Five wellbeing trends for 2022
Wellbeing has been at the forefront of a lot of people’s minds during 2021. With the ongoing coronavirus pandemic, people have become even more aware of the importance of looking after their mental and physical health.
Each year, Virgin Pulse asks experts to make some wellbeing predictions for the next 12 months. And we’ve rounded up some of those predictions to share here…
Mental health awareness has been increasing over recent years, and that’s only set to continue into 2022. As many employers switch to hybrid ways of working, with employees working from home and the office, Richard Branson thinks that there will be an even greater focus on mental health.
He says: “Supporting the mental health of employees, customers, and the wider community should already be a major priority for companies around the world. In the year ahead, as working from home becomes more common and our lives grow more interconnected than ever, there will be even greater focus upon mental health alongside physical health and wellbeing. This should have a positive impact on individuals, businesses, and communities.”
Digital health provision
During the pandemic, more and more health services have been using online tools to provide care to patients remotely. And now that healthcare has started to embrace digital tools, there’s no turning back.
Amanda Graham, PhD, Chief of Innovations at EX Program by Truth Initiative and VP+ partner, says: “Not only has the global pandemic accelerated the uptake of digital tools and solutions among end-users, it has also resulted in blockbuster funding for digital health in 2021. This momentum behind digital health means a plethora of solutions for employers and health plans to evaluate in helping employees and members better manage their health.”
There is a clear connection between physical and mental health, and that is also impacted by environmental factors too. Zubin Damania (also known as ZDoggMD) predicts that 2022 will be the year that people start to treat health holistically.
He says: “I predict in 2022 we will finally start to wake up to the fact that our health and wellbeing depends on the mind as much as the physical body, on our social connections, on our communities. We will be less likely to reduce everything to pills and procedures, and more willing to treat health as the complex, holistic, connected endeavour that it is.”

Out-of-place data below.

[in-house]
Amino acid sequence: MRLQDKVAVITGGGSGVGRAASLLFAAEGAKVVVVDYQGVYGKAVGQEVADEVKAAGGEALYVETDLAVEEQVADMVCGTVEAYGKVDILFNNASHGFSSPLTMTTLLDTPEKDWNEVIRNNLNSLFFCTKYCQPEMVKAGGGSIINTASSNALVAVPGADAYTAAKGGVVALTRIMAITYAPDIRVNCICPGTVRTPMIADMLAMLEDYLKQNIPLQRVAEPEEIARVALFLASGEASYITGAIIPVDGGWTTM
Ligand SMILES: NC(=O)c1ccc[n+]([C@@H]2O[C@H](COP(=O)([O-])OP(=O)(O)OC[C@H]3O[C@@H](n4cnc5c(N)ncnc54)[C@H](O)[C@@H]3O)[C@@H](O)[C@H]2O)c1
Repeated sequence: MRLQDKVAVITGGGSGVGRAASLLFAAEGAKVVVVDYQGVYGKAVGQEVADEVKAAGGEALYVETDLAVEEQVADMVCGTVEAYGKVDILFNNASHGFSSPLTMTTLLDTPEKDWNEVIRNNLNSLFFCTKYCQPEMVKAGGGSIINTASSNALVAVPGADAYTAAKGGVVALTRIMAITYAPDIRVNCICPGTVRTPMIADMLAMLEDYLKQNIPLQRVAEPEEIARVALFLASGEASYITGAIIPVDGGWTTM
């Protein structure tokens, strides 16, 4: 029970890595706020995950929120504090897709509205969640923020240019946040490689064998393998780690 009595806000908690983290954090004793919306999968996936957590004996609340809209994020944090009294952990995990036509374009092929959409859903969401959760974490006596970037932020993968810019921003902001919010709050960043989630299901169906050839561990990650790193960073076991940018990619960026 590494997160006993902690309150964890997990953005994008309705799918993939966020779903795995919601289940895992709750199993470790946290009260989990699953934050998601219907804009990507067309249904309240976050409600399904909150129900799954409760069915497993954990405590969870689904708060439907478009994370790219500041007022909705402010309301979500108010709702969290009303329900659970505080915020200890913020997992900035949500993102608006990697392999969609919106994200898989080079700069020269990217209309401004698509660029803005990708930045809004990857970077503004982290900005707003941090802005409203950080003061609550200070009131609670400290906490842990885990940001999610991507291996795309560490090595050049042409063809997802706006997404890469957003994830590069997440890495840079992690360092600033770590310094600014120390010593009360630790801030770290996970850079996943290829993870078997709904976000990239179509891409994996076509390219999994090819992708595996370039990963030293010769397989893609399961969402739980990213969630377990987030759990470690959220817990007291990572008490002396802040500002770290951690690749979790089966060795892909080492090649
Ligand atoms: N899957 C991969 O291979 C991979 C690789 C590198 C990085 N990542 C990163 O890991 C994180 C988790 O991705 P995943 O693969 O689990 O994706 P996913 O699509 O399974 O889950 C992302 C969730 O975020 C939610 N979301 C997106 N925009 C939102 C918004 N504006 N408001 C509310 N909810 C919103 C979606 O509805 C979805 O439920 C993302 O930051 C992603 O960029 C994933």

With homeschooling and caring for shielding relatives during the pandemic, it’s become more apparent how workplaces are not set up to support employees with caring responsibilities. This year, the pressure will be on employers to offer more family-friendly policies as if they don’t, employees will be looking to move to companies where that support is already in place.
Rachel Boyd, VP of Enterprise Marketing, at Ovia Health, says: “Ovia Health anticipates that 2022 will be the year the world digs into what it means to be inclusive for working families as employees juggle new challenges around caregiving, mental health, work-life balance, and physical wellbeing.
“On top of all the usual pressures that accompany family life, parents in particular are burdened with making intense, fatiguing decisions daily to protect themselves and fill in the gaps. Employees also aren’t solely caring for their children, too; they’re juggling care for older parents, sick relatives, children with unique needs, and more. These responsibilities affect the mental health and wellbeing of every workforce, which impacts productivity, retention, and even health expenditure. Moreover, Ovia’s research shows that employees will leave their role if they don’t receive support, and fast.”
Wellbeing goes mainstream
2022 will be the year that wellbeing goes mainstream once and for all, according to industry analyst Josh Bersin. He says that it’s been treated as a ‘benefit’ for too long and should now be considered a key part of business strategy.
Josh explains: “CEOs and business leaders at all levels now recognise that if people are not productive, energetic, rested, and safe – they simply will not perform.
“So companies have pulled the wellbeing program out of the benefits department and are now embracing and training people about all aspects of wellbeing – including leaders, supervisors, and individuals. The “Definition” of wellbeing has also expanded – it goes beyond health and fitness to include mental and psychological health, resilience and self-awareness, and learning about how to design and manage the work environment to keep the organization healthy.”